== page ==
Just a few days after the disaster they had harvested and loaded a truck with 3,000 kilos of their vegetables and delivered them to the traumatised survivors crowded in an IDP camp along the coast, providing a welcome nutritional addition to dry rations.
The farmers in question were all beneficiaries of a FAO Telefood-funded home-gardening project in Hingurakgoda, in Sri Lanka 's North-Central province.
The project, started six months ago and due to last until August, provided the farmers with seeds, seedlings and cuttings, training and tools to enable them to improve their home gardens and with it their diets and those of their families and community.
Thanks to the FAO grant, the farmers, who all have farms of less than half an acre of home-garden were able to harvest and transport quantities of vegetables that would have been unthinkable six months ago.
“The area has a rich history and a lot of poor farmers” said Ananda Rajapakshe, who runs the local livelihoods and development NGO, Mahasen Haritha Yaya. Compared to the tsunami-hit areas of Sri Lanka and the war-torn north, the farmers of the area are relatively well off but are still unable to break out of the poverty cycle.
“The nutritional levels round here are generally acceptable. But the farmers prefer to buy their vegetables at the Sunday market instead of growing them themselves which means they don't have money to spend on children's education” said Rajapakshe.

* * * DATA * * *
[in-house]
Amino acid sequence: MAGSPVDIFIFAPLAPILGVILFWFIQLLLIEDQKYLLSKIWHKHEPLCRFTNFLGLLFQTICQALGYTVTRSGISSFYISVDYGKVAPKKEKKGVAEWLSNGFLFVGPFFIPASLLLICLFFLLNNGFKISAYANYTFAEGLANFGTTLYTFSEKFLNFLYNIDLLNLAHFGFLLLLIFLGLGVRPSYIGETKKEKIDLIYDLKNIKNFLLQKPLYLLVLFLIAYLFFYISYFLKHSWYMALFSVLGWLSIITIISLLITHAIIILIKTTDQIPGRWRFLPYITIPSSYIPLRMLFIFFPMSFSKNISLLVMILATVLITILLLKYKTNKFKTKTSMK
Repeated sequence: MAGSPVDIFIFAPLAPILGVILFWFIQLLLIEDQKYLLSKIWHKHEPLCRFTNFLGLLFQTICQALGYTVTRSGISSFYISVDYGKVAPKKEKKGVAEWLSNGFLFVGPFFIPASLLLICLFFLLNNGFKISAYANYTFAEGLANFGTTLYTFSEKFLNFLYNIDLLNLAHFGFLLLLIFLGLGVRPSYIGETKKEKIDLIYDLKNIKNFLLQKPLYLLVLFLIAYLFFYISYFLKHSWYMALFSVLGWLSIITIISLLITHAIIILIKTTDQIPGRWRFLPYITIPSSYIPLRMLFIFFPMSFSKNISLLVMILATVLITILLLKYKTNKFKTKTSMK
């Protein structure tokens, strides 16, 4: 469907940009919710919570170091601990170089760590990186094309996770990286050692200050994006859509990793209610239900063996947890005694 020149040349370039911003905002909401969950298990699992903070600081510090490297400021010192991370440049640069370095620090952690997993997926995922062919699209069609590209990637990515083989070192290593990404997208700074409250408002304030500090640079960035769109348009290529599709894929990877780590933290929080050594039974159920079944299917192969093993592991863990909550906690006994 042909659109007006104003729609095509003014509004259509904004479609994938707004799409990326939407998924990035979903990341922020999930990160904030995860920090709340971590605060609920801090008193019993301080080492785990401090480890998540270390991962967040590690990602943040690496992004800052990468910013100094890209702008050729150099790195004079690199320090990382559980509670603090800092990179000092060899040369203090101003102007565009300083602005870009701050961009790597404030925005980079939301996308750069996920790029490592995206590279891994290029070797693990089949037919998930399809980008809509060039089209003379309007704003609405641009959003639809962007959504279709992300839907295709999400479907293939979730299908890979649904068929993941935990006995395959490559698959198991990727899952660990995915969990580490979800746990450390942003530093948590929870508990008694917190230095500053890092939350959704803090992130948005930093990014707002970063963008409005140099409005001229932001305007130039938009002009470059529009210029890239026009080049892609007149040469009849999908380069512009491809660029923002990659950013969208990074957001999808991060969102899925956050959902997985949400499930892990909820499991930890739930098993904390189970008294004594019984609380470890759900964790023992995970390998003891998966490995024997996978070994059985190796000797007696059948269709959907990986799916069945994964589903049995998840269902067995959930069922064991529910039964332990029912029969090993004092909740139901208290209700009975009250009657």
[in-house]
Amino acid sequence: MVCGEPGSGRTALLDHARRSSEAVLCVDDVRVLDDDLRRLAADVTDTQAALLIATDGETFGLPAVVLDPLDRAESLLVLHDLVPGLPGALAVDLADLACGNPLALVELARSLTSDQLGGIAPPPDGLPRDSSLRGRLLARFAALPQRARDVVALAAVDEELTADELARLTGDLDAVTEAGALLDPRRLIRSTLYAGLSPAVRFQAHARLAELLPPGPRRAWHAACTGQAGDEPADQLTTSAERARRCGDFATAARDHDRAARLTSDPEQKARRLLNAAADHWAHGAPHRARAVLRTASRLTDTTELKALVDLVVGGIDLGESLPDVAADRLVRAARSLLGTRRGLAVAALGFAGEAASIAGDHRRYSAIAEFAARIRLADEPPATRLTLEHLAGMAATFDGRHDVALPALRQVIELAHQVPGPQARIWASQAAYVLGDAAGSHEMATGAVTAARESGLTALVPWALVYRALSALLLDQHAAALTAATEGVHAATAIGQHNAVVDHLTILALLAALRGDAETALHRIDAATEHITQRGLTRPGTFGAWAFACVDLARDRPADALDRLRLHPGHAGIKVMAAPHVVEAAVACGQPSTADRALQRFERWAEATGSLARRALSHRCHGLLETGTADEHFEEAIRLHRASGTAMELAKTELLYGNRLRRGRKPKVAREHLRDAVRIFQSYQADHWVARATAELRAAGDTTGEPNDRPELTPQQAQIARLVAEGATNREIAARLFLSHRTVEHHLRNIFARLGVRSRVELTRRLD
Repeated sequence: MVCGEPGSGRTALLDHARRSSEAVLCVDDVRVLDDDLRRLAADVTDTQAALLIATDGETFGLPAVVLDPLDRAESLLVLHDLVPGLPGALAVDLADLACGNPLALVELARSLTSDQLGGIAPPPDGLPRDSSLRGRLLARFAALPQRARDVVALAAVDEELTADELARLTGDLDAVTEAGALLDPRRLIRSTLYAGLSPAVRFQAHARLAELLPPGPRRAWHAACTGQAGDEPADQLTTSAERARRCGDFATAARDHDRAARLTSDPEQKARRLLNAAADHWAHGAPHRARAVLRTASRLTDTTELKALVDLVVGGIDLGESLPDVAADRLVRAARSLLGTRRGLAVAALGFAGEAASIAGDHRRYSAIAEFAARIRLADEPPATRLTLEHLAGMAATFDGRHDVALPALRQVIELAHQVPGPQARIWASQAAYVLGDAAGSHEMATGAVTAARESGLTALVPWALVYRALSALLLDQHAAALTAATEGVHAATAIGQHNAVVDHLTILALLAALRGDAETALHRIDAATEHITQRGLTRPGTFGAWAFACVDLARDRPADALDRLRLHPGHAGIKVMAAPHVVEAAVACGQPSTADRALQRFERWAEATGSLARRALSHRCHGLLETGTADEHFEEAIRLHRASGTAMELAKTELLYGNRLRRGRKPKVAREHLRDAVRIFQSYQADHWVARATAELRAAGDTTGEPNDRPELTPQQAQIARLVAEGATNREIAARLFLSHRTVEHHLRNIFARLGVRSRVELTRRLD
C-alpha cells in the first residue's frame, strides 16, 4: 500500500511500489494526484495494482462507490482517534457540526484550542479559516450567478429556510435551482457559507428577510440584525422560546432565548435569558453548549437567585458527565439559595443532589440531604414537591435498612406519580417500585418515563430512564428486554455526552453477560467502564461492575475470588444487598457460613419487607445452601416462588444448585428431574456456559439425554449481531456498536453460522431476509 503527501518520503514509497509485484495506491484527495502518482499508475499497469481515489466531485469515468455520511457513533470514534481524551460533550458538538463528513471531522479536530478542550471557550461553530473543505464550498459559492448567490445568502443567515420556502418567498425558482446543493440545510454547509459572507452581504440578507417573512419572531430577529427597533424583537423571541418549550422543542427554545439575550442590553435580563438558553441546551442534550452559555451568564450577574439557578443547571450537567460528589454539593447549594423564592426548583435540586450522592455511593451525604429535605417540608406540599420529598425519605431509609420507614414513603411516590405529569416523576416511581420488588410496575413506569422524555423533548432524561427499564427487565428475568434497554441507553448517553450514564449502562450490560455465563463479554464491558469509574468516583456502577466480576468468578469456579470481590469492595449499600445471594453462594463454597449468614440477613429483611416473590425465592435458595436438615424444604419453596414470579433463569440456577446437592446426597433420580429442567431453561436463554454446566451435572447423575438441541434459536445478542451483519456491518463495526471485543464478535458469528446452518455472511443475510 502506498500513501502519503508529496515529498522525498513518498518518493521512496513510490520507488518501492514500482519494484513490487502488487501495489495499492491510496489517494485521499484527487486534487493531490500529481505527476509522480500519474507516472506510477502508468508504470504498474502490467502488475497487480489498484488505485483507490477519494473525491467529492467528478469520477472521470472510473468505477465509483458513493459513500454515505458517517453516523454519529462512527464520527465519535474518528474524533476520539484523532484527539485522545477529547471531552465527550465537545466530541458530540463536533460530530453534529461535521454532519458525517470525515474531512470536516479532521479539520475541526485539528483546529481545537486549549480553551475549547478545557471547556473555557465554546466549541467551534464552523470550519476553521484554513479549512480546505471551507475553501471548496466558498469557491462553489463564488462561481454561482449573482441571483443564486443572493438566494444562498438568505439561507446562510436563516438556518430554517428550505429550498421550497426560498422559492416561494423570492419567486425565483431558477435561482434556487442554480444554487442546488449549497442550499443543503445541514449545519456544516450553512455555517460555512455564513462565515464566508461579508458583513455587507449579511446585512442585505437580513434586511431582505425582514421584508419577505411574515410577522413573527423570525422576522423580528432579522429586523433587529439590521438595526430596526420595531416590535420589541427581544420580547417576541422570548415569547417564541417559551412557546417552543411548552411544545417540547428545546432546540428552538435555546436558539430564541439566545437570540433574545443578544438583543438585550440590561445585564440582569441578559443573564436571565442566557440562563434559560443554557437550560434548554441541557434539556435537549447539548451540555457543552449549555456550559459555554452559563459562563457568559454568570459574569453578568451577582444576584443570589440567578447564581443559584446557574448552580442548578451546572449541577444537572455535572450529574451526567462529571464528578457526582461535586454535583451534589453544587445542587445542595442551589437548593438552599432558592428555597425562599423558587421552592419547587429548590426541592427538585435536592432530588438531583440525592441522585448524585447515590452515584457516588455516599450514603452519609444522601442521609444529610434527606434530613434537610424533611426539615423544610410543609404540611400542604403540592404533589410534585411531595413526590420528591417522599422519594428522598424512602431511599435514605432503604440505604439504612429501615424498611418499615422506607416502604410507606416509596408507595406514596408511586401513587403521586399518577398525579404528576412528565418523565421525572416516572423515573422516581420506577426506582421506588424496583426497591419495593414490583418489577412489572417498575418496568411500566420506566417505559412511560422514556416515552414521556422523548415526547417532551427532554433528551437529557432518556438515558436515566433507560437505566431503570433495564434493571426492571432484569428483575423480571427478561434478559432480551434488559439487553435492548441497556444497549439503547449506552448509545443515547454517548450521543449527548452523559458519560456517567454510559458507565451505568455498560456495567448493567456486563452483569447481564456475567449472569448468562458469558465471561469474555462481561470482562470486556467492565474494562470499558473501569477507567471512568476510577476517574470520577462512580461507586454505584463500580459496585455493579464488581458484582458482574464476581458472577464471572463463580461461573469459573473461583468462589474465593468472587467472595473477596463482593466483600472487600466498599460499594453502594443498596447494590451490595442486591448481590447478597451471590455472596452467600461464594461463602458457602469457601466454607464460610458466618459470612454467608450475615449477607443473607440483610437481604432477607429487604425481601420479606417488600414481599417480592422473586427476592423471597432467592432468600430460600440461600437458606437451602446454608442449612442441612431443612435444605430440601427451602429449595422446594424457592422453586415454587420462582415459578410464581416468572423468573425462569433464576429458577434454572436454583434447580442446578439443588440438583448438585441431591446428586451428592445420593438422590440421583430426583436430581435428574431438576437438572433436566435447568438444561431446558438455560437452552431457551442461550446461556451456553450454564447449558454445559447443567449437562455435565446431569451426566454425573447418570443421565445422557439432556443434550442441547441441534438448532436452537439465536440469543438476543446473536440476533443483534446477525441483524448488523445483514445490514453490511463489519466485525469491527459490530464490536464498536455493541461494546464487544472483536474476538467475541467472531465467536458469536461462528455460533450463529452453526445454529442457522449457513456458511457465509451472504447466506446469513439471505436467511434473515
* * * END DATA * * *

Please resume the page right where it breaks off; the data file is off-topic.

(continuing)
By helping to revive the Sri Lankan tradition of homestead gardening the farmers gain extra income and the whole community benefits from a more varied and nutritious diet.
The farmers are also very concerned about the environment. Farmer Martin Singno, says agro-chemicals have created more problems than they have solved as well as being expensive for the farmers.
“Pesticides have virtually eliminated local bee colonies, and thousands of bats have also disappeared from the area” he said. All the farms have their own natural compost baskets and are using marigolds for insect control.
Rajapakshe's immediate project is to raise enough funds to prepare and supply plant seedlings in grow-bags to a thousand tsunami-victims stuck in tent camps.
As he is talking, a truck-load of day-labourers, poor Tamils from the tsunami-hit area of Batticaloa arrive to help with the ongoing paddy harvest.
Some of them were fishermen who lost everything in the tsunami, others used to have their own home gardens.
“All the farming lands are soaked in saltwater”, said a tsunami survivor whilst demonstrating his expertise with a swathe in the paddy field, “some of the Palmyra trees have even died and there is no grass to feed the cattle”
What do the farmers of the tsunami-devastated areas require to get them cultivating again? Banda thinks carefully before giving an answer. “Seeds, tools. polybags and some kind of watering system” he said. “They can't plant in the soil yet because there is too much salt but they have to grow things that produce food quickly.” He suggested the indigenous cowpea because they are high in vitamins and ready to eat in 45 days, and also mineral-rich green-leafed vegetables. On the farms of Hingurakgoda the compost for the polybags is already being prepared.
“This project is a very good example of how people can ensure food security at household level, especially in this current situation. This is an ideal way to address the immediate nutritional needs of tsunami-affected people” said FAO Programme Associate Nalin Munasinghe. "
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